Recently I was invited out for coffee from a dear friend. She looked across the table from me and teary eyed she said, “My doctor told me I should see a palliative care doctor, I didn’t know I was dying.” My friend, we will call her Betty, was diagnosed a year ago with an aggressive form of breast cancer. She is a young 52-year-old mom of three who is fighting to see her youngest graduate from high school. She admits she is struggling with pain and nausea from her chemotherapy treatments but was caught off guard about the term “palliative care.” Wasn’t that hospice? “But I’m not ready to stop treatment,” she stated. Betty went on to share some of her emotional and social concerns related to her cancer. Who will speak for her when she is no longer able to, who will help with the grief her family is feeling, and how will she know when it is time to stop treatment?
Betty has the same concerns and questions many chronically ill patients have. And now you can add “What is palliative care and how does it fit into my medical care plan?” to the list. Palliative Care is a specialty in healthcare that is focused on quality of life for patients with chronic illnesses. A multi-disciplinary team works with the individual to treat symptoms of their disease and improve his or her quality of life. In Betty’s case, the Palliative Care team will collaborate with her physician to decrease her treatment induced pain and nausea. Additionally, the Palliative Social Worker can assist Betty and her circle of support with end of life planning, ensuring Betty’s voice and healthcare desires will be known. Often times Palliative Care visits can be done at Betty’s home with the medical provider and a Clinical Social Worker. If additional support is needed, such as spiritual, the Palliative Care team would use Chaplains and or volunteers to support the individual and the family.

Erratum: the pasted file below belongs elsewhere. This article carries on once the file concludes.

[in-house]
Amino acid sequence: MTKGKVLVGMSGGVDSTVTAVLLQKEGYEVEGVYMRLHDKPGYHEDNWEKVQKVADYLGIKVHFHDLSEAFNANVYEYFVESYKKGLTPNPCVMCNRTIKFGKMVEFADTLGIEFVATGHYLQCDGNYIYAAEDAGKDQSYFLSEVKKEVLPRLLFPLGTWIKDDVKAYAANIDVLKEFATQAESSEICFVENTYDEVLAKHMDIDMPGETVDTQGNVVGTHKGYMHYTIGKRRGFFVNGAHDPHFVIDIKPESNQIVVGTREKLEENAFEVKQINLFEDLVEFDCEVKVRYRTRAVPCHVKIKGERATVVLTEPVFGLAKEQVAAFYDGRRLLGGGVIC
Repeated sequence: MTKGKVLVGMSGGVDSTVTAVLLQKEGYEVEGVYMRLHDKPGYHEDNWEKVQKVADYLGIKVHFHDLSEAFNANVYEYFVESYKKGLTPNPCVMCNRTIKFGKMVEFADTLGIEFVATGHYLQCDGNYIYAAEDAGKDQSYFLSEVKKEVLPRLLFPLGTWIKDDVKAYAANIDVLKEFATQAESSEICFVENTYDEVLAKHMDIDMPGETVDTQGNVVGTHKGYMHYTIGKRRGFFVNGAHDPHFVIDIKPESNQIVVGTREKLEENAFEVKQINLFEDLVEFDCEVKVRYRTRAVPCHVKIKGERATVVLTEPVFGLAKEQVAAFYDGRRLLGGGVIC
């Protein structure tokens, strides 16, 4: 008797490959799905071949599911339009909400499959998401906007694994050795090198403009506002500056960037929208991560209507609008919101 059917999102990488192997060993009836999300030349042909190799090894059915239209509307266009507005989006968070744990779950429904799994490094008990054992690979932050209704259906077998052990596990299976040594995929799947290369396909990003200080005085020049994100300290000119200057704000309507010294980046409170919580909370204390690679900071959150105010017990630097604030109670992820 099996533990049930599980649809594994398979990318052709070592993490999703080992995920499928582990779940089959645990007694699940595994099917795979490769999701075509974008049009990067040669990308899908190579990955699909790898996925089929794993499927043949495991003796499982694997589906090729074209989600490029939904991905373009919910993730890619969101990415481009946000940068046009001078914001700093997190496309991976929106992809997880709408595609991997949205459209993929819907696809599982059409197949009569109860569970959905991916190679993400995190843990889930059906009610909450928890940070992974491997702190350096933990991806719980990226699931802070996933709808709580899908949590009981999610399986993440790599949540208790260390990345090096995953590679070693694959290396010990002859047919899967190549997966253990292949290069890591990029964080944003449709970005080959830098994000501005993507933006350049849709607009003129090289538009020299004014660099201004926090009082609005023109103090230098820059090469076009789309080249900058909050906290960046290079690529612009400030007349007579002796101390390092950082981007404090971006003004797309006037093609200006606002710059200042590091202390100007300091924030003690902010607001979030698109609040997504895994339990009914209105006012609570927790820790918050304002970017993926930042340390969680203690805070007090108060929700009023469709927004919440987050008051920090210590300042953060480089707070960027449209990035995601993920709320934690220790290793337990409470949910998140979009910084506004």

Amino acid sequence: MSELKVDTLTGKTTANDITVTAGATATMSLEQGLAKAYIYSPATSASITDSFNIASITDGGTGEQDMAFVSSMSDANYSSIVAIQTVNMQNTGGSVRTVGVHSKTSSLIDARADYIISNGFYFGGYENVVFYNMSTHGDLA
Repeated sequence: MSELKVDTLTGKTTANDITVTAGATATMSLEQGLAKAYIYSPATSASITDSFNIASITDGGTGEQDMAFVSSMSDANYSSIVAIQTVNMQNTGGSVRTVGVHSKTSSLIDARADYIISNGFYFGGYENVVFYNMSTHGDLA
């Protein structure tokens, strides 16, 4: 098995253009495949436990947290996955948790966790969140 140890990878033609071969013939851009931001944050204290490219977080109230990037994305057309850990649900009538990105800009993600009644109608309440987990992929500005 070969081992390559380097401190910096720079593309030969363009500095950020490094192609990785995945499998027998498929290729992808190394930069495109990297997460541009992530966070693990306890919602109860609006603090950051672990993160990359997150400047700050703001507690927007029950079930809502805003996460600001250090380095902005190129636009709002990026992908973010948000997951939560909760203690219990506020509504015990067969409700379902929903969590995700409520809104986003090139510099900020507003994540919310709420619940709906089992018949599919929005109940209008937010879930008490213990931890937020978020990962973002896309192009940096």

While Betty has cancer, Palliative Care can provide support to patients with many different chronic diseases such as, chronic heart disease, lung disease, kidney failure – really any chronic illness where symptom management, emotional and social support is needed. Patients can continue curative treatments and see their other specialists (such as the oncologist). The Palliative Care team is not about curing the individual’s chronic illness, but they will focus on symptom management and emotional/social support allowing every day to count for the individual and the family. It is truly about improving quality of life.
Most of Piper Frithsen’s nearly 25 years of nursing experience has been spent in Tucson area hospitals. Currently the Administrator of Casa de la Luz Hospice, she oversees the clinical aspects of both the Hospice and Community Palliative Care program. Piper is also a recipient of the prestigious Fabulous 50 Award for nursing excellence.